Rising threats call for primary cyber resilience, new strategies for governments
Cybercriminals are holding governments hostage more frequently, expanding their attack base, and asking for more money, according to a report released by Deloitte.
The study explores the rising trend in ransomware attacks on state and local governments. It also discusses the dilemma of paying or not paying criminals, with the risk of losing access to critical data or the ability to provide services. Government organizations can take simple steps to secure information technology infrastructure and improve resilience.
“State and local governments should live and plan with the reality that their critical systems and data will be attacked,” said Srini Subramanian, principal, Deloitte & Touche LLP, and cyber state and higher education sector leader.
“Even with cyber insurance and preventive measures in place, the growing frequency and sophistication of attacks calls for government entities to perform cyber health checks and revisit resilience strategies. The effort more than pays off.
“Governments can be better positioned to defend against catastrophic events that are expensive to recover from and could impact public safety and trust.”
In 2019 alone, governments reported 163 ransomware attacks with more than $1.8 million dollars in ransoms paid and tens of millions of dollars spent on recovery costs, a nearly 150% increase in reported attacks from 2018.
According to the report, refusing to pay ransom demands may be the principled option, but it also may be far more expensive. For example, the city of Baltimore refused a $76,000 ransom demand, only to suffer over $18 million in recovery costs and lost revenues.
Sensing the vulnerability of state and local governments, criminal enterprises are demanding nearly 10 times what they demand from commercial entities.
Key considerations for organizations
- Smarter systems architecture – Many state and local governments have deferred IT modernization, which leaves governments with increasingly vulnerable networks and systems.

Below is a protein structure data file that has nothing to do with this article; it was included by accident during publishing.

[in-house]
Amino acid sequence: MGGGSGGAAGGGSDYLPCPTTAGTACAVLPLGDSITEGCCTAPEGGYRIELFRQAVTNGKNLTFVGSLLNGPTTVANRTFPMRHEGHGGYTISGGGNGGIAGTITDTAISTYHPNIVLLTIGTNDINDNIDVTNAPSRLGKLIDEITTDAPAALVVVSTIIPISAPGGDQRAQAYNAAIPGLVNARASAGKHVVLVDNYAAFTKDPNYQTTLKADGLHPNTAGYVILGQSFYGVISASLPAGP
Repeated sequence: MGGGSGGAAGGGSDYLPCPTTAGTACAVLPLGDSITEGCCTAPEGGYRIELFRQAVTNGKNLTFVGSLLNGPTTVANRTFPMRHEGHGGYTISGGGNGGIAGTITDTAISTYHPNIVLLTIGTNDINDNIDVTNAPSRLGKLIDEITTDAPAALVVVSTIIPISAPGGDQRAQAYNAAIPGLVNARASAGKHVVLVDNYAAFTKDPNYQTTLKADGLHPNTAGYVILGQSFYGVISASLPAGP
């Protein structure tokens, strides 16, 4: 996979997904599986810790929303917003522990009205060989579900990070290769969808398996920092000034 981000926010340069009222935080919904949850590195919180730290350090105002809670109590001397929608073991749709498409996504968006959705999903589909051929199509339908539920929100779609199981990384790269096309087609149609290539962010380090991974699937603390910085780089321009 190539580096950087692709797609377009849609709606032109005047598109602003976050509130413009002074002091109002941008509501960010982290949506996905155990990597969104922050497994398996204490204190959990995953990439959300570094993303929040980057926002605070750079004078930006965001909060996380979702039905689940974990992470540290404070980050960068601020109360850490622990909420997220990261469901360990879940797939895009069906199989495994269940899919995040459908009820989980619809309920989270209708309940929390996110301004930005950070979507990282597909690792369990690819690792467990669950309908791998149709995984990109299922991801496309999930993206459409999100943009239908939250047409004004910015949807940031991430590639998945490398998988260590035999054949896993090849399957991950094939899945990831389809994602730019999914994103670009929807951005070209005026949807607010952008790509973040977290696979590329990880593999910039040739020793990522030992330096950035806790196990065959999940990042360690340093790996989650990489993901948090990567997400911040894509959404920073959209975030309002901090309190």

- More prepared workforce – Governments should look to creative human capital approaches to train, retain and share more qualified cyber talent as well as private-public-higher education partnerships to effectively tackle cyber security.
- Better cyber hygiene – Attention to details such as timely software patches and updates, regular system back-ups and regular training for all staff can help to reduce risk. Organizations also should look to compartmentalize data and develop air-gapped system back-ups to limit the scale of a breach.
- Cyber insurance usage scenarios – The use of cyber insurance can be an effective strategy for governments to contain the cost of attacks. However, those that use cyber insurance to fund ransom payments may unwittingly increase the incentives for criminals by increasing the likelihood of a big payday. Build scenarios for when to leverage cyber insurance.
- Practiced response – Governments should practice responding to cyber incidents with wargames and simulations, involving business and program leaders so they understand the threats and their roles in response and recovery.
“Connected devices, digital systems and integrated data mean governments have the opportunity to serve people and communities like never before,” said Deborah Golden, principal, Deloitte & Touche LLP, and cyber risk services leader.
“It also means there is a large surface for cybercriminals to attack local governments and hold sensitive citizen data hostage. Government officials need to understand the risk involved if their systems and data were suddenly gone or rendered useless.”